Who is working for whom?

As I mentioned a couple of days ago, Dan Pink‘s new book Drive touches on something that I’ve been thinking about for many years: the role – or lack thereof – of mastery in the workplace. I’ve been going through my archives pulling together my thoughts on the subject over the years and found the following, originally posted in April 2004 under the title “Employee-Employer Relations in a Knowledge Based Economy”.

I’ve long believed that the prevelance of knowledge work in organizations today will (eventually) fundamentally shift the employee – employer relationship. In many ways, knowledge workers will come to be “self-employed” in the sense that they are working to improve themselves and to make an impact on the world at large and not just within the company they happen to be “working for” at the time.

With 401k plans allowing for retirement planning independent of a specific job or pension plan, and for various other reasons that are well documented elsewhere, knowledge workers don’t seem to be staying in the same place for their entire careers anymore. With retirement taken care of, other things today’s employees need to consider include health/life insurance, etc. A truly self-employed knowledge worker also has to worry about the business end of things, such as billing’invoicing, taxes, payroll, etc. etc.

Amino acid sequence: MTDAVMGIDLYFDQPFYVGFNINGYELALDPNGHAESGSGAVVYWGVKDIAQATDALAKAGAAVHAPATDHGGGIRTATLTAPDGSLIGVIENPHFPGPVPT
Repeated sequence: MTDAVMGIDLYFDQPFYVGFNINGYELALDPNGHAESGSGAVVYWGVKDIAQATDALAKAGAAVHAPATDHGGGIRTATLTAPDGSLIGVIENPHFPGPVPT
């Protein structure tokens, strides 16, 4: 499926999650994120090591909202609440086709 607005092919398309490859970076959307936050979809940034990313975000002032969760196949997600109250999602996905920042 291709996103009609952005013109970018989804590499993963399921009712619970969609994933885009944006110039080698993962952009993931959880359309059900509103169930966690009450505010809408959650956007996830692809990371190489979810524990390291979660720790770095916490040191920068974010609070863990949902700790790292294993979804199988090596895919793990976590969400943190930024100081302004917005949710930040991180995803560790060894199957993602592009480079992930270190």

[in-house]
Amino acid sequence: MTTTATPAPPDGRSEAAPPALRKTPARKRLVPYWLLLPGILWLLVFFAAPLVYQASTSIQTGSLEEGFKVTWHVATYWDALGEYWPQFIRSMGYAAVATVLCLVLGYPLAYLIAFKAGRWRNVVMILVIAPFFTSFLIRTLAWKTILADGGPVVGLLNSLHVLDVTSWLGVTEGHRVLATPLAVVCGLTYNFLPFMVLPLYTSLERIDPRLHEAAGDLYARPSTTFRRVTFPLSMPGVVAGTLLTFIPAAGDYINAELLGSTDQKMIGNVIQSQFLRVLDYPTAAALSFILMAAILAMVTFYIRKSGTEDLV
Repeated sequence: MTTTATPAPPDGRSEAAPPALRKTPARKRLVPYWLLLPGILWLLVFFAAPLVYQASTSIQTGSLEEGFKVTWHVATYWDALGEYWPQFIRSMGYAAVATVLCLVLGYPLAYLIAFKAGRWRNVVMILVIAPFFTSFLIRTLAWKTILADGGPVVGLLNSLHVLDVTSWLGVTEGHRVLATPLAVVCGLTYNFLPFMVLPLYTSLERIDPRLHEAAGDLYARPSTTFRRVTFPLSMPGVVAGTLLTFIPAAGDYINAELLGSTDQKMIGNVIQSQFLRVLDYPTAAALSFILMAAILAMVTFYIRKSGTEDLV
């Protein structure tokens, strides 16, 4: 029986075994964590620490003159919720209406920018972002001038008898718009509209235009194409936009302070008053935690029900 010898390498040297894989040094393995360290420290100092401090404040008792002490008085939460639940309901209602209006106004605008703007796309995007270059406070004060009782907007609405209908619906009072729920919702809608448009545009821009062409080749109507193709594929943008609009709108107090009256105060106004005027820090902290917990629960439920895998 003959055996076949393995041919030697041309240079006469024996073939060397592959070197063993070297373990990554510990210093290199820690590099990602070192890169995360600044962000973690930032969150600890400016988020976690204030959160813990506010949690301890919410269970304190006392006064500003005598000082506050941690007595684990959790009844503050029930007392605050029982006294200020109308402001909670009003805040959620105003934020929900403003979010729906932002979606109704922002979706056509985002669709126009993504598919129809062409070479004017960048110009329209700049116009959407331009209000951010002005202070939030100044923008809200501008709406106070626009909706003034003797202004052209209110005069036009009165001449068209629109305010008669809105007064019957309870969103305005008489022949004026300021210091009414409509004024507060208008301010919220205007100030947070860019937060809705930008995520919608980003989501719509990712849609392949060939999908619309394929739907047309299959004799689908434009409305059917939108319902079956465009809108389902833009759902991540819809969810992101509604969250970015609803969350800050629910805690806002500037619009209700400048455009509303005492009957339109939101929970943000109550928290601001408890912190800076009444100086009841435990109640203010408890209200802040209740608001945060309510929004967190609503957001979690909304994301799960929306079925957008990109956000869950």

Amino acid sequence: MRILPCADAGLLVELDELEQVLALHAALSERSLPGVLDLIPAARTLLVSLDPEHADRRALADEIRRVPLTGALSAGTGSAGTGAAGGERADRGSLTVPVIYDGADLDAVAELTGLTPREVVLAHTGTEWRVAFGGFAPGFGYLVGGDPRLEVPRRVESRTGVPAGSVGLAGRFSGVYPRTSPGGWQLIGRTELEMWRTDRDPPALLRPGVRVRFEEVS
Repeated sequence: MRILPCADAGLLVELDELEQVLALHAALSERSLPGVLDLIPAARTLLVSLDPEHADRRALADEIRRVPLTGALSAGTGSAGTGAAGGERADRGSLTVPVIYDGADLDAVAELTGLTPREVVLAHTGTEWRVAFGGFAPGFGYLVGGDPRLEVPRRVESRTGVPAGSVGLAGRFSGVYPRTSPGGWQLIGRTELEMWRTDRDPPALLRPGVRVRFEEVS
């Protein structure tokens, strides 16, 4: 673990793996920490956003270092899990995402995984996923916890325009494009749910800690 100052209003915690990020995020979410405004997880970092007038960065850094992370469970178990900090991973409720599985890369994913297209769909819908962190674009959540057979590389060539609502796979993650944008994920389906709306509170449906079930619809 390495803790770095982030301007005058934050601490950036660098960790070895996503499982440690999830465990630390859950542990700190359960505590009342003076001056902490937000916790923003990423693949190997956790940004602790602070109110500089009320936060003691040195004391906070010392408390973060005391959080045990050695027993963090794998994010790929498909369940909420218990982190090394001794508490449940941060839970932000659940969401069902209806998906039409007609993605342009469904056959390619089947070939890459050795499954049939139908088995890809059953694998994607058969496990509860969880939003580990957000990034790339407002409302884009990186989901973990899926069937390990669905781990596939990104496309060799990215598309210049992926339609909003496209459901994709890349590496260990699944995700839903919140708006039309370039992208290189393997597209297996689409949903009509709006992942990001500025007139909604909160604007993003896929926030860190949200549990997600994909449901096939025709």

By working “for” a company, knowledge workers are in many ways simply out-sourcing the business end of being self-employed so they can focus on the job itself.

This obviously raises some interesting questions for organizations….

And interesting questions for individuals. Many entrepreneurs have trouble with their fledgling business because they started the business to do what they love to do, not to “run a business”. Finding a company that supports your desire to learn and grow and do what you love while taking care of the business side for you is a good deal.

I don’t think it was a very practical option back in 2004, at least not a widespread one. And it may still not be a practical option for everyone. But I have hope that it is spreading more and more and that companies, as well as individuals, are recognizing the value in this kind of relationship.

How do you see your relationship with your company? With your employees? In your organization, who is working for whom?